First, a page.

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Collaborating to create resources for greenhouse Camelina

“Our field has changed dramatically from when I was growing up,” says Seth Polydore, Postdoctoral Associate in the Data Science Core Facility. “The important thing is that I keep growing as a scientist and building my skills. I want to latch myself on to the important projects that will have an impact on the world.” During Seth’s time at the Danforth Center, he has begun doing just that.

Since joining the Data Science team two years ago, Seth has collaborated with Toni Kutchan’s team to develop genetic and phenotypic resources for Camelina sativa, a potential biofuel crop and platform for producing other high-value compounds. “For a long time, Camelina has been underdeveloped as a potential crop species,” explains Seth. Camelina may not produce as much oil as other crops, but it makes up for it in many other ways. It produces lots of seeds under low water conditions, it grows well in sub-optimal soils, it can be used for animal feed, and it’s a novel source of industrial oil. “The research on Camelina is still preliminary, but we are generating resources that could be useful for future researchers,” says Seth.

“It has been an amazing project to work on, converting a plant into something that can be scientifically useful,” says Seth. “It has been really interesting to do all the steps from getting the DNA in these plants to looking for traits of interest.” As part of the project, Seth and the team evaluated various techniques to understand the Camelina genome. “Camelina has a complicated genome, so we had to be sure the results were the best they could possibly be,” explains Seth. Once the group has sufficient genetic data, they will look at phenotypic data to see if they can analyze hard-to-measure traits of interest with image-based methods.

“This project has given me lots of opportunities to grow as a scientist,” explains Seth. “Now I have practical experience with two different emerging fields, which will make me a more competitive scientist.”

Seth values the expertise of his teammates at the Center: “Working with other members of the Center is a cut above all the other collaborations I’ve ever had. It is a hands-on, open environment here.”

For more information:
Danforth Plant Science Center

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Israel announces creation of global seed company

Two Israeli seed producers, Nirit Seeds and TomaTech, have joined forces to create Israel’s largest vegetable seed company. This synergy will enable unique seed breeding research and development that will accelerate the company’s growth in the international seed markets.

Upon completion of the merger, the company will have more than 80 employees worldwide, including molecular biologists, breeders, agronomists, and others.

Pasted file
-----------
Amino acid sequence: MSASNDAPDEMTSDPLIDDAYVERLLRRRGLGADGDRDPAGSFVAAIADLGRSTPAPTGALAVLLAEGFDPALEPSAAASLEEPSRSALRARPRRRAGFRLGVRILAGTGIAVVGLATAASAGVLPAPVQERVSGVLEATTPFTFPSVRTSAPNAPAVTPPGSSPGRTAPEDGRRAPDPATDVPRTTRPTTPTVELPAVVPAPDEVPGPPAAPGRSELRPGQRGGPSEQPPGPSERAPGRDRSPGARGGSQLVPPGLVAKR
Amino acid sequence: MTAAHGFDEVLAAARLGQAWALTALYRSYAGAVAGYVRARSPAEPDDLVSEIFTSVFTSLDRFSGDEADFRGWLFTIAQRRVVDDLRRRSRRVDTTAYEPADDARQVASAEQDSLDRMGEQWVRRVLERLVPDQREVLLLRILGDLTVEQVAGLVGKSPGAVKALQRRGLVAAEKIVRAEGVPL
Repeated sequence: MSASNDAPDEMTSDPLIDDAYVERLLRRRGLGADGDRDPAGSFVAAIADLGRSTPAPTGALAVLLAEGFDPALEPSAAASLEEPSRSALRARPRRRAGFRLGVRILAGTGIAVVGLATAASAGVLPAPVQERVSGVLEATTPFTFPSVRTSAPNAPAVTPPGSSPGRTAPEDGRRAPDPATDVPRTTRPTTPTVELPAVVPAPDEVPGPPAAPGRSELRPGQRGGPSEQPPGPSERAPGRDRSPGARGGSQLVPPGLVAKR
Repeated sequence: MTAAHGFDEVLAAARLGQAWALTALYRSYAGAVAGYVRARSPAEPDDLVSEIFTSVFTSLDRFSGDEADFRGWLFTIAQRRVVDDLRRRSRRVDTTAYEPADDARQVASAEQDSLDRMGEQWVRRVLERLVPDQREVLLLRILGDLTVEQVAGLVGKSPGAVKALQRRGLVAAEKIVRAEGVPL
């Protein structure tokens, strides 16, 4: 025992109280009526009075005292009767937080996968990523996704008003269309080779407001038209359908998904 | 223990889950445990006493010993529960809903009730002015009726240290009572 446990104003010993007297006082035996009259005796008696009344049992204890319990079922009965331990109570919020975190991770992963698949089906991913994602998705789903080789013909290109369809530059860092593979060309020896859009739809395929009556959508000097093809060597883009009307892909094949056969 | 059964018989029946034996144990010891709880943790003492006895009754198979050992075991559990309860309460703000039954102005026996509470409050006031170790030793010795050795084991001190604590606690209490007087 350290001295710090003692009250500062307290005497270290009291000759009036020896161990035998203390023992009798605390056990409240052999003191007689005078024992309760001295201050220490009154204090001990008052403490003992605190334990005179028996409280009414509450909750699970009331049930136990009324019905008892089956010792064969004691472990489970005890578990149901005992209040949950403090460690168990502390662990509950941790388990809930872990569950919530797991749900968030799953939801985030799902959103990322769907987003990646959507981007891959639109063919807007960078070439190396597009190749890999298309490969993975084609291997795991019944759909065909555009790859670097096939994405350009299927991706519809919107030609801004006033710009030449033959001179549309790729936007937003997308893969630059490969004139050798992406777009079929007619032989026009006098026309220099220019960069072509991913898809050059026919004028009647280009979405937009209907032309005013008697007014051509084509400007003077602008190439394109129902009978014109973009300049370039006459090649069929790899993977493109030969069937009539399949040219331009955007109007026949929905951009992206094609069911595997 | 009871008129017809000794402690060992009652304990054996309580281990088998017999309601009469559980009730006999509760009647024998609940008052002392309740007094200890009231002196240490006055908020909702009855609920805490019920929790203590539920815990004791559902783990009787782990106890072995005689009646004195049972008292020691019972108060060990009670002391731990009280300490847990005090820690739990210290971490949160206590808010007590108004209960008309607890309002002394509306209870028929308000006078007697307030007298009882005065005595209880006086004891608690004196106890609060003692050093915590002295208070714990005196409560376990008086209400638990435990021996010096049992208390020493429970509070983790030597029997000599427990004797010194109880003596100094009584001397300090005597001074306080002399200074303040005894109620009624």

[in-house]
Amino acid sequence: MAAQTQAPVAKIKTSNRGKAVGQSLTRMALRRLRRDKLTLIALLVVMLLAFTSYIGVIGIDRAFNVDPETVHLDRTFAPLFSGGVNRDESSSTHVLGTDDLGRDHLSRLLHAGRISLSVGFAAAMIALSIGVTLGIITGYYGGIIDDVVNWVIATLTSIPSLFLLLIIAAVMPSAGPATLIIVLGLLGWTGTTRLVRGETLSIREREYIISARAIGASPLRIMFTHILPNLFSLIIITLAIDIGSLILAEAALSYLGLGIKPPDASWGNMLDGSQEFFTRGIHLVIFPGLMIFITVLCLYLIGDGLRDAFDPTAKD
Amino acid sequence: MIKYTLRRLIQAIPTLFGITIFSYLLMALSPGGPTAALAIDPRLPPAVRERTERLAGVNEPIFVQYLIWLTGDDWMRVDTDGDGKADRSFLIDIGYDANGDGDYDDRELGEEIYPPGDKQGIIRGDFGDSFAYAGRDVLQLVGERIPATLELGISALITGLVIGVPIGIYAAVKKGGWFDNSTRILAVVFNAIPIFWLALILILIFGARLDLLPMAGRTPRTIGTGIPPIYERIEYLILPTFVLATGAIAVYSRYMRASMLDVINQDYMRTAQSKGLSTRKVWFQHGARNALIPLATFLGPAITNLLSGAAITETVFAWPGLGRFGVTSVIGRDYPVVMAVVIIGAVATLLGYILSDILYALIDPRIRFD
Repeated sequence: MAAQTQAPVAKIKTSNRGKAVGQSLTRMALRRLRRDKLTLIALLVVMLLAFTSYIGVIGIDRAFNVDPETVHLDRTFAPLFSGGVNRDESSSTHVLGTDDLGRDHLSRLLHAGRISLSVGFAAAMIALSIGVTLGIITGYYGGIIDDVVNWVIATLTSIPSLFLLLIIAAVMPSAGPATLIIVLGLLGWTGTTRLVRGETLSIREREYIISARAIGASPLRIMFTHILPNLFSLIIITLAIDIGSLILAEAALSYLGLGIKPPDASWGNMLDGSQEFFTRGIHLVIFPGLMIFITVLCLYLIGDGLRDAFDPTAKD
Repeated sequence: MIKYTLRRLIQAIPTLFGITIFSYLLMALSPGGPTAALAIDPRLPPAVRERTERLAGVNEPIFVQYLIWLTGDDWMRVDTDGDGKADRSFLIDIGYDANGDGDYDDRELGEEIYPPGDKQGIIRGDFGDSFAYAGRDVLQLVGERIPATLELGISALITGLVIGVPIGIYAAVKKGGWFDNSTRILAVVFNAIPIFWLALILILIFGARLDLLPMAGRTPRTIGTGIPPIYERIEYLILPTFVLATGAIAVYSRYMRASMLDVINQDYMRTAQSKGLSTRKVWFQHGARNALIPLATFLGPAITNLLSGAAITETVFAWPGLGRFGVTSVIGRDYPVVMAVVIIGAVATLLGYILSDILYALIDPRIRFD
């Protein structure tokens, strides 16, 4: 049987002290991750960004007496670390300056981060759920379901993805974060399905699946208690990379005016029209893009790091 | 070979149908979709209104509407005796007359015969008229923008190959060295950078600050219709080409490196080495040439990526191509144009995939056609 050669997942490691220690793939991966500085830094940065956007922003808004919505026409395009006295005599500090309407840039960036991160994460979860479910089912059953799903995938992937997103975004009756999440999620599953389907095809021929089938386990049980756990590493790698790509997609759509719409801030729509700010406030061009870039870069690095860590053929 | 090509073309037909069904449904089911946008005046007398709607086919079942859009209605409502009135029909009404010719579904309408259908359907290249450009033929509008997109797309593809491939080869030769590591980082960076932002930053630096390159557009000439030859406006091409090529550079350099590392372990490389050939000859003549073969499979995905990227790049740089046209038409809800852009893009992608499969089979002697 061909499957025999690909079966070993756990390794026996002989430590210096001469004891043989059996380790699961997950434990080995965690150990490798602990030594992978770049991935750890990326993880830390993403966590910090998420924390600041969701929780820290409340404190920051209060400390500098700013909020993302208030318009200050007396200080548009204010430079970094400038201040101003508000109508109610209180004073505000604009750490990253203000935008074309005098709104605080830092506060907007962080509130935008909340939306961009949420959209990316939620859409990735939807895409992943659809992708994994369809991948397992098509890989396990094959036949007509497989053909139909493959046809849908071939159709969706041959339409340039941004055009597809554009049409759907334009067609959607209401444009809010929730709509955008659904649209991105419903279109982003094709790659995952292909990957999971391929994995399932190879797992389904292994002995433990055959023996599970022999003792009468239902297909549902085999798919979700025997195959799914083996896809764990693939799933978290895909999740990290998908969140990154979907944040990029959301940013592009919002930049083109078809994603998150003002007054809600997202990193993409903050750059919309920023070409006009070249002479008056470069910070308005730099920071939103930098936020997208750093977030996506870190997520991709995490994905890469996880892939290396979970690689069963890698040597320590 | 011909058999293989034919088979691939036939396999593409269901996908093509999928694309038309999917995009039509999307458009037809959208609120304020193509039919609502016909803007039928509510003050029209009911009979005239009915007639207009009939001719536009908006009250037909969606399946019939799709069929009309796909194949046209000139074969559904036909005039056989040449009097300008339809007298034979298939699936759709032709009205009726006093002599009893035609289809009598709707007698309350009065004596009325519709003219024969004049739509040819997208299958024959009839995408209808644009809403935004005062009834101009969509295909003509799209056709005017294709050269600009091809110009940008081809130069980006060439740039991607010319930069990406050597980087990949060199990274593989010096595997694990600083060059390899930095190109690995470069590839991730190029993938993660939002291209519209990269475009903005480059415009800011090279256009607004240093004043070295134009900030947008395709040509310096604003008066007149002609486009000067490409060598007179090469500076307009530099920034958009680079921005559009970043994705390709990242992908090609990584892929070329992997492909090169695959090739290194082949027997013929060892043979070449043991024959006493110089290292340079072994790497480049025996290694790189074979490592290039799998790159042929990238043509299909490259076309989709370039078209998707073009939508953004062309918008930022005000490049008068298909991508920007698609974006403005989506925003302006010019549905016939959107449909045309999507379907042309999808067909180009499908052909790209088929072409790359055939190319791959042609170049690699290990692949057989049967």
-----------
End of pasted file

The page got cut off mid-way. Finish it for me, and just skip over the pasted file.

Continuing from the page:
The company will improve its breeding activities in Israel, Spain, Mexico and Italy, as well as significantly expand its representation in the Netherlands and North America, with a particular focus on growing vegetables in high-tech greenhouses.

Nirit Seeds is one of the most successful internationally traded tomato and pepper seed producers, investing in the development of revolutionary genetic technologies. TomaTech is one of the leading tomato seed companies in Israel, developing premium varieties, including those resistant to the dangerous Tomato Brown Ruffle Virus (ToBRFV).

The production of crop seeds is one of the most advanced and high-tech sectors in Israel. According to the Seed Department of the Federation of Israel Chambers of Commerce, seed exports currently generate $200 million in annual revenue. There are about 25 large and medium-sized companies in the local industry.

For reference. According to market research, the global vegetable seed industry is valued at $8 billion a year and is growing at a CAGR of 8%.

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Karachay-Cherkessia became one of the leaders in the production of greenhouse vegetables at the end of 2021


Greenhouse vegetable production in 2021 reached a record 1.4 million tonnes. According to the Ministry of Agriculture of the Russian Federation, the leaders among the regions in this segment are the Karachay-Cherkess Republic, Lipetsk, Moscow, Kaluga, Volgograd, Novosibirsk, Saratov, Chelyabinsk regions, Krasnodar and Stavropol Territories, the Republics of Bashkortostan and Tatarstan. These regions account for more than 60% of the total production in the country. The intensive development of greenhouse projects in our country helps to provide Russians with fresh vegetables all year round. Last year, the harvest in winter greenhouses updated the 2020 record – more than 1.4 million tons of products were received. Including the production of cucumbers amounted to at least 830 thousand tons, and tomatoes – 590 thousand tons. It is expected that by 2025 the volume of vegetable production in year-round greenhouses will be at least 1.6 million tons of vegetables.


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December: Special Year Overview

In 2022, it will be 22 year since the new millennium started. Can’t believe it? Neither can we, but it is true. Before we go there, it is time to reflect on what has happened this year. Over the next couple of weeks, we will look back at 2021 and we will highlight the most important events that impacted the industry.

New greenhouses, events, even a few shows, technical novelties, and all other relevant news will pass by, offering you something other than Covid to talk about during Christmas and New Years’.


Wish your customers Happy Holidays
This special also offers an opportunity to put your company in the spotlight with a banner in this special box. This banner can be booked until December 24 on our newsletters. For more information, feel free to send an email to: 

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